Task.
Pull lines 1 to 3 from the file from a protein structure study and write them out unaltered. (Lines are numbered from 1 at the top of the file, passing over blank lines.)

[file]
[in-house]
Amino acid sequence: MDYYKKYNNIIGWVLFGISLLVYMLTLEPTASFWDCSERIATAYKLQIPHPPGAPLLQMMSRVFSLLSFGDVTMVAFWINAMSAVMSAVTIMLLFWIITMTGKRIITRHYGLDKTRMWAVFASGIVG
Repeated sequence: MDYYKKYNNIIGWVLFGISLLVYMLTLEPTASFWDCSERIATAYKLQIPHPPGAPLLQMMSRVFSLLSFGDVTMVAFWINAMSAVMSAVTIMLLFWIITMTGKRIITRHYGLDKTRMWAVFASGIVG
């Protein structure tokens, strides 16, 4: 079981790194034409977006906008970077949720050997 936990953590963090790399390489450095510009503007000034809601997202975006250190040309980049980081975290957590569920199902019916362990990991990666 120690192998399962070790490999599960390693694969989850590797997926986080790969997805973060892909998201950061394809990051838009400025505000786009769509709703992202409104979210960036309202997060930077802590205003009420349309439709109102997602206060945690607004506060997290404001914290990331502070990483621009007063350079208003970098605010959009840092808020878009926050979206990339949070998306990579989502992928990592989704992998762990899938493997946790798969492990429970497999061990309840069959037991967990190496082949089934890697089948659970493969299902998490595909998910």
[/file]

[in-house]
Amino acid sequence: MDYYKKYNNIIGWVLFGISLLVYMLTLEPTASFWDCSERIATAYKLQIPHPPGAPLLQMMSRVFSLLSFGDVTMVAFWINAMSAVMSAVTIMLLFWIITMTGKRIITRHYGLDKTRMWAVFASGIVG
Repeated sequence: MDYYKKYNNIIGWVLFGISLLVYMLTLEPTASFWDCSERIATAYKLQIPHPPGAPLLQMMSRVFSLLSFGDVTMVAFWINAMSAVMSAVTIMLLFWIITMTGKRIITRHYGLDKTRMWAVFASGIVG